The role of the rule of faith in the formation of the New Testament canon according to Eusebius of Caesarea

Jonathan Joseph Armstrong, Fordham University

Abstract

The thesis of this dissertation is that, according to Eusebius of Caesarea, the rule of faith served as a criterion of canonicity, encompassing both the subcriteria of apostolicity and catholicity. Chapter one reviews F. C. Baur's, Adolf von Harnack's, Walter Bauer's, and Hans von Campenhausen's critique of Eusebius's depiction of the formation of the New Testament canon. The consensus of these nineteenth and twentieth-century scholars is that the orthodox Church patterned its canon after Marcion's New Testament, not after the rule of faith. Chapters two and three establish that, according to Eusebius, the rule of faith served as a criterion of apostolicity and catholicity, and that Eusebius acquired his comprehension of these criteria primarily from Irenaeus and Origen respectively. In chapter four, the present author proposes that the third-century bishop, Victorinus of Pettau, is to be identified as the anonymous author of the Muratorian Fragment. The evidence adduced for this conclusion is twofold. First, Victorinus documents far more literary parallels to the Muratorian Fragment than any other ancient author. Second, several of the otherwise inexplicable peculiarities of the Fragment are rendered intelligible once a Victorinan theory of authorship is accepted. The role that the rule of faith played in the formation of the New Testament canon as evidenced in the Muratorian Fragment dramatically confirms Eusebius's portrait of the rule of faith as a criterion of canonicity. Chapter five provides a summary of the historical argument of the dissertation and a theological reflection. ^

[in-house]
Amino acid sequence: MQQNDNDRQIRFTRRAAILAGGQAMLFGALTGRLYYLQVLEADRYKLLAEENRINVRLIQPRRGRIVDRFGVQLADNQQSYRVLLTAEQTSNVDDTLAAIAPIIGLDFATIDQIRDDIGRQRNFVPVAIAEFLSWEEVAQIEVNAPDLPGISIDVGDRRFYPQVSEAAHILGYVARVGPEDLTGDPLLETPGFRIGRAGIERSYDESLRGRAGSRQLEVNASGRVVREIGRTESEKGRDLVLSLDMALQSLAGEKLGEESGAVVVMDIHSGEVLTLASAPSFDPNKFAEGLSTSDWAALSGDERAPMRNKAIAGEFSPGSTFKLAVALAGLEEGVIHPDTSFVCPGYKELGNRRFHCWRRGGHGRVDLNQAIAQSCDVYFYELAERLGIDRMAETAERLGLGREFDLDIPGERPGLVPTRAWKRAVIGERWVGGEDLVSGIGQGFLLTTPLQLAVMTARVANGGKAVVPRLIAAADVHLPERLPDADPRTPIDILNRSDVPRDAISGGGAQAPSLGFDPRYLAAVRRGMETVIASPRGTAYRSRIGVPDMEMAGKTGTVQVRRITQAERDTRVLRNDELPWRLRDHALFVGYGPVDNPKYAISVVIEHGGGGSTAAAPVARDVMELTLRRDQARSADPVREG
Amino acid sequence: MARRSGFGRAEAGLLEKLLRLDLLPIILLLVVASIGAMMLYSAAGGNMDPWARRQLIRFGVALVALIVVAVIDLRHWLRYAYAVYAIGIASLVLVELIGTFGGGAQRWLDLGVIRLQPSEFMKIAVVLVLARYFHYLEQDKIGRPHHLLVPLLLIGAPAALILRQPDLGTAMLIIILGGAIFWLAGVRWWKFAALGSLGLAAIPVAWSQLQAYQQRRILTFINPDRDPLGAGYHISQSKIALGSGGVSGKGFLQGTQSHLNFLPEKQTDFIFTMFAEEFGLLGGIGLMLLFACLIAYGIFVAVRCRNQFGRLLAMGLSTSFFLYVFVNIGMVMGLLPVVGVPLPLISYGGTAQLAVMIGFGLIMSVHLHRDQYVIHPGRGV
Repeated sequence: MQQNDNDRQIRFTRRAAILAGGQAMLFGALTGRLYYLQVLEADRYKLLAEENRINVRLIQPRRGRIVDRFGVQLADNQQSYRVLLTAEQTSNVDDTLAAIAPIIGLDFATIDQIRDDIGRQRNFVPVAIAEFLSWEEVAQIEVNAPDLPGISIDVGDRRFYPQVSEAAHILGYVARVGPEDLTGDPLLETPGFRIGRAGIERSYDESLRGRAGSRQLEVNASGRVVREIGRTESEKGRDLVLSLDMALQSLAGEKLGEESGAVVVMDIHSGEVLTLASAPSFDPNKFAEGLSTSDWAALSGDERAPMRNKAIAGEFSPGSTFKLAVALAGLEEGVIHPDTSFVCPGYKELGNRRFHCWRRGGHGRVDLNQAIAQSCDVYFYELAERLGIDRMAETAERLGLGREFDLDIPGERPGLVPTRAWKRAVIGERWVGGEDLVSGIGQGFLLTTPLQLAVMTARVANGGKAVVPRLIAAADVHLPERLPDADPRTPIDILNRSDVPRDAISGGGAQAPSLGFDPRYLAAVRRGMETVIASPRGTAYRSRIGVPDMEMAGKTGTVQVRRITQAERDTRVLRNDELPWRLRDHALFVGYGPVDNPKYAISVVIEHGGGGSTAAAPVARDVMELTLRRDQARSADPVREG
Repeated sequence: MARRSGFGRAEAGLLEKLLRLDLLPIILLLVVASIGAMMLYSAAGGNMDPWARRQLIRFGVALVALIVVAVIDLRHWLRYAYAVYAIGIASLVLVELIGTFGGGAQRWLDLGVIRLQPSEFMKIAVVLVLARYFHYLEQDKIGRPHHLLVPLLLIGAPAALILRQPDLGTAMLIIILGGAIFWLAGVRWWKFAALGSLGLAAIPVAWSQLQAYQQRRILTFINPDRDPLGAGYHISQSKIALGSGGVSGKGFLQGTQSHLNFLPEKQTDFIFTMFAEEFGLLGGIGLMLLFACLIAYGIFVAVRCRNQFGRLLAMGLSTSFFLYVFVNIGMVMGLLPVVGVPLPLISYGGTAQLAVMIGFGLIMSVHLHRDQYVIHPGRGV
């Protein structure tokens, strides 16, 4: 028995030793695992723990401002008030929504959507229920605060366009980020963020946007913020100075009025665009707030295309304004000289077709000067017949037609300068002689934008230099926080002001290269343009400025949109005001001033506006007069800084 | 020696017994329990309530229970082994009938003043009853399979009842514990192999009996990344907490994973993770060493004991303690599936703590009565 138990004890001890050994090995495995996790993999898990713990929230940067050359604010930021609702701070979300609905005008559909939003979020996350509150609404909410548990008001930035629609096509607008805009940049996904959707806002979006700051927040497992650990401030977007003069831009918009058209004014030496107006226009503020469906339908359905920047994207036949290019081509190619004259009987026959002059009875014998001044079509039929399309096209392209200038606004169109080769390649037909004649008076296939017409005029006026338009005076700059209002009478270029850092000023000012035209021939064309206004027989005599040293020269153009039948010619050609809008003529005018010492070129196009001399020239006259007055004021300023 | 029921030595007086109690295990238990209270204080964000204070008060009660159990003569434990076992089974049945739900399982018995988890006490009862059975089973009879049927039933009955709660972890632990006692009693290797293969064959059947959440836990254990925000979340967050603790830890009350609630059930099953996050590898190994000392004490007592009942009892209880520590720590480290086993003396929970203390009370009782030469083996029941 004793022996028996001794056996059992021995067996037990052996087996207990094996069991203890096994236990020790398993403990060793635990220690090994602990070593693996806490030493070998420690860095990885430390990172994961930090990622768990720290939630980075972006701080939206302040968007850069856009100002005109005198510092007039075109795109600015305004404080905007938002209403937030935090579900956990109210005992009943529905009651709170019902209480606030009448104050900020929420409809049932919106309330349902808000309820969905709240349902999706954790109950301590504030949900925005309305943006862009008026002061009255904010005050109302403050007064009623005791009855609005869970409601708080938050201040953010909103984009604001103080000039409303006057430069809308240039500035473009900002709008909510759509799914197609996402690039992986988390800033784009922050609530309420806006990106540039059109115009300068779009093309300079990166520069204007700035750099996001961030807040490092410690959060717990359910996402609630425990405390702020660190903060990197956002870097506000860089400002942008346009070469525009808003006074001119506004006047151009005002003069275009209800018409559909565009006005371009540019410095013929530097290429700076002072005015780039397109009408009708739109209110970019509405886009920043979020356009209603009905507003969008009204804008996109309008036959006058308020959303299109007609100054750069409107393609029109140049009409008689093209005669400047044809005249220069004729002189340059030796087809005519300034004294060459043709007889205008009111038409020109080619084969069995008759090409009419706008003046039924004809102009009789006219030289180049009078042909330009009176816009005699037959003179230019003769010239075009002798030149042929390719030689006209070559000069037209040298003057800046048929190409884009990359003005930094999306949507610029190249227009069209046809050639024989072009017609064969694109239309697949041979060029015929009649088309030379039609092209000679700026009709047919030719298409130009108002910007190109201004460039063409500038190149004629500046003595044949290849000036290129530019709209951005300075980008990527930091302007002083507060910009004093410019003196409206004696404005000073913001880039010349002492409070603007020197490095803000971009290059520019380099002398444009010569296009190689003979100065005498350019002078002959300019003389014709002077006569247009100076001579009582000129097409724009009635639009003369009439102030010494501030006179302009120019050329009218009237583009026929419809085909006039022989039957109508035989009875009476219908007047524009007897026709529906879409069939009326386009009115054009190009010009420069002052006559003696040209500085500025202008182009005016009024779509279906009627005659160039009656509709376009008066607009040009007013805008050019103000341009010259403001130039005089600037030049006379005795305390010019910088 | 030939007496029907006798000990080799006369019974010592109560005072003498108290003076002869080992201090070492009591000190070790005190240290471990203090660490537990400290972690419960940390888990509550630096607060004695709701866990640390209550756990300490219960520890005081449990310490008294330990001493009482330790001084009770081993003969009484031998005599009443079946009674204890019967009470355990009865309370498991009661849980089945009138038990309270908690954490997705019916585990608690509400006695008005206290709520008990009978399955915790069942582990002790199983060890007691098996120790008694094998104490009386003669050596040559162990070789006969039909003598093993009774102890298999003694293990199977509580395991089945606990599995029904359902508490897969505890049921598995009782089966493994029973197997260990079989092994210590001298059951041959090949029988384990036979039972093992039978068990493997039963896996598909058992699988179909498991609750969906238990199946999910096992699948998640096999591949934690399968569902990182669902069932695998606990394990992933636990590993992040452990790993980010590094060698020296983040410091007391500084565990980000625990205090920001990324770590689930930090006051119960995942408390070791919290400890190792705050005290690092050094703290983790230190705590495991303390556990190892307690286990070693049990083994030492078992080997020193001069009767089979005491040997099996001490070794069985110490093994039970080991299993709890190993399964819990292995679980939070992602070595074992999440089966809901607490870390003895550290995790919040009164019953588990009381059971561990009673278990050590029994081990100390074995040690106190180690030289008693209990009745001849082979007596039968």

Subject Area

Theology

Recommended Citation

Jonathan Joseph Armstrong, "The role of the rule of faith in the formation of the New Testament canon according to Eusebius of Caesarea" (January 1, 2006). ETD Collection for Fordham University. Paper AAI3216903.
http://fordham.bepress.com/dissertations/AAI3216903

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